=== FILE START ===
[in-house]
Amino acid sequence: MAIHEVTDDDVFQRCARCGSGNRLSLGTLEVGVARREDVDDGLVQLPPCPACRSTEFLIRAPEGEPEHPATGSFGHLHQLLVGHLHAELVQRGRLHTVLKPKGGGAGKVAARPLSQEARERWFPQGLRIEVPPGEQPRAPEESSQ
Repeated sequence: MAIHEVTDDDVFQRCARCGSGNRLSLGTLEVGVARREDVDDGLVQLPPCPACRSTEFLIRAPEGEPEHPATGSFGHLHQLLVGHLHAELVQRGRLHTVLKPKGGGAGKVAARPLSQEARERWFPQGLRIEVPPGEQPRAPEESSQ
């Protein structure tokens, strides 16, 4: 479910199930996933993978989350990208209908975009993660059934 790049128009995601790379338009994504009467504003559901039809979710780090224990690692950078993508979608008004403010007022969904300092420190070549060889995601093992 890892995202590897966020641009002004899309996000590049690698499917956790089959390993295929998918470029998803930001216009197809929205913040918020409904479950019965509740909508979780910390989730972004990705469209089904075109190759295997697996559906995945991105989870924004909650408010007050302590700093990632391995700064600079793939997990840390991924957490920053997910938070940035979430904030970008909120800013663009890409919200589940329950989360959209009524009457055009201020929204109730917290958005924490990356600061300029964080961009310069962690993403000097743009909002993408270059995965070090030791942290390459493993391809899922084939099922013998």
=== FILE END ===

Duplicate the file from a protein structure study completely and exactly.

[in-house]
Amino acid sequence: MAIHEVTDDDVFQRCARCGSGNRLSLGTLEVGVARREDVDDGLVQLPPCPACRSTEFLIRAPEGEPEHPATGSFGHLHQLLVGHLHAELVQRGRLHTVLKPKGGGAGKVAARPLSQEARERWFPQGLRIEVPPGEQPRAPEESSQ
Repeated sequence: MAIHEVTDDDVFQRCARCGSGNRLSLGTLEVGVARREDVDDGLVQLPPCPACRSTEFLIRAPEGEPEHPATGSFGHLHQLLVGHLHAELVQRGRLHTVLKPKGGGAGKVAARPLSQEARERWFPQGLRIEVPPGEQPRAPEESSQ
């Protein structure tokens, strides 16, 4: 479910199930996933993978989350990208209908975009993660059934 790049128009995601790379338009994504009467504003559901039809979710780090224990690692950078993508979608008004403010007022969904300092420190070549060889995601093992 890892995202590897966020641009002004899309996000590049690698499917956790089959390993295929998918470029998803930001216009197809929205913040918020409904479950019965509740909508979780910390989730972004990705469209089904075109190759295997697996559906995945991105989870924004909650408010007050302590700093990632391995700064600079793939997990840390991924957490920053997910938070940035979430904030970008909120800013663009890409919200589940329950989360959209009524009457055009201020929204109730917290958005924490990356600061300029964080961009310069962690993403000097743009909002993408270059995965070090030791942290390459493993391809899922084939099922013998």